Friday, October 16, 2015

How Do You Treat People Who Aren't Considered Normal?

How do you usually respond when seeing someone at work, school, the grocery store, or walking by who is likely labeled as awkward, insecure, strange, or different? Is your first reaction one of cringing and wanting to avoid any contact with them, hoping they won't look up as you walk by or they don't stand in line or sit next to you in class? Do you join with others in making fun of their appearance, voice, manner, attire, or personality? Do you see them as less than valuable or make quick judgments based upon the limited amount of info you know about them (if any)?

What thoughts do you have towards people who wouldn't be considered normal by society's standards? It could be people who are mentally ill or look terribly depressed, those who are impoverished or not the fairest in appearance. Do you see them as dirty or gross, odd or unworthy of being friends with or showing kindness toward? Would you ever consider standing out from the crowd and doing the opposite of what the majority does in situations like this by instead extending gracious words, a helping hand, or the offer of friendship to them?

It is amazing how quickly we judge other people and form ideas about them when in reality we know little to nothing about them and what has made them who they are today. We don't know what their childhood was like, the sort of parents or family they grew up around, whether they have suffered abuse or have an eating disorder, if they are addicted to anything or have always felt like they don't relate to others. We don't know what they were just diagnosed with and the effect this awful news has had on them or who they lost recently in a terrible car accident. We don't know if their parents were strict and overbearing or on drugs and died of an overdose which left them an orphan at the young age of ten years old and so living at one place after the other has left them jaded or rough because lack of a structured life has bred feelings of insecurity and rage-filled anger, not trusting people or assuming everyone they meet will hurt or put them down like what they experienced during those first several years prior to being adopted. We don't know their living situation, if they are poor and cannot afford new shoes or fashionable clothes. We don't know if they have been bullied. We don't know if they have suffered in ways we can't even imagine. who are we to think and why do we automatically assume that they are just trash or uncool when we know little to nothing about them?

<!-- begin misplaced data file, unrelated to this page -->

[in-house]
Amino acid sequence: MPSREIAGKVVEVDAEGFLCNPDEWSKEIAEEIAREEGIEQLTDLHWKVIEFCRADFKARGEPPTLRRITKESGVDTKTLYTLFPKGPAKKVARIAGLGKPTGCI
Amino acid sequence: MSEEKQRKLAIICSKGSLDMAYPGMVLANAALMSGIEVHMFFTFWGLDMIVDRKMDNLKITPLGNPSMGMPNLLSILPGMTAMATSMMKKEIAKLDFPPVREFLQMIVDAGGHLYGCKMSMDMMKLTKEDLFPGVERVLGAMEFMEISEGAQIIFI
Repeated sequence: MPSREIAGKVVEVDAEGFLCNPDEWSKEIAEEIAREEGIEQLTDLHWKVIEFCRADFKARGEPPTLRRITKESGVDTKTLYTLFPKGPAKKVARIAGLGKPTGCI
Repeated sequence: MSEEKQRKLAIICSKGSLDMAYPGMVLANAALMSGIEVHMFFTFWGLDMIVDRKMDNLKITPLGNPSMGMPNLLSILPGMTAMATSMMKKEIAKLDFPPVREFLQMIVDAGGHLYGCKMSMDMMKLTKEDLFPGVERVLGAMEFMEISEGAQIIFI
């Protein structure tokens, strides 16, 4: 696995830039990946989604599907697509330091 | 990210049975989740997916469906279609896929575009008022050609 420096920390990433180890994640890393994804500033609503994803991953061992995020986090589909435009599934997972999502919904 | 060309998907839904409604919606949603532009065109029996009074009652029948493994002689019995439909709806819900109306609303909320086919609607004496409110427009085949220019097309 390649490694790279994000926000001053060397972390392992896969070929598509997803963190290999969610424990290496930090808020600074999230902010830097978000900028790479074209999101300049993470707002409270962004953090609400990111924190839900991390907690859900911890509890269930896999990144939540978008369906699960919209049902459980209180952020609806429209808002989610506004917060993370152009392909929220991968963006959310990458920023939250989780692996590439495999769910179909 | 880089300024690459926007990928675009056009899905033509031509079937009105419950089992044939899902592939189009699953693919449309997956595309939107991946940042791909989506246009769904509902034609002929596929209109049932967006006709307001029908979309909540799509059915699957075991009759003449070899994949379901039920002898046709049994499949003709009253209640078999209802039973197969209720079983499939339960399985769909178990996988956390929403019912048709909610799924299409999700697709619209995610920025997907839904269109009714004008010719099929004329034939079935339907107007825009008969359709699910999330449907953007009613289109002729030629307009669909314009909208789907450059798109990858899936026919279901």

How would you feel if your life came crashing down all of a sudden and you were left without relatives, a job, or a place to live? How would you feel if your house got ruined because of a fire or if upon the diagnosis of an out-of-nowhere mental illness left you with the need to take various medications that caused weight gain and due to financial circumstances you couldn't afford healthy food to help remain slim?

How would you feel if your parents said they were getting divorced and all of a sudden you lost the ability to live with both of them and so much changed or was lost in the process of their separation? How would you feel?

It's heartbreaking how selfish people are and how inconsiderate, rude, hurtful and clueless they can be. It is sad to observe cliques at school or work who not only ignore the new worker who isn't very confident but also gossip about them in cruel ways behind their back.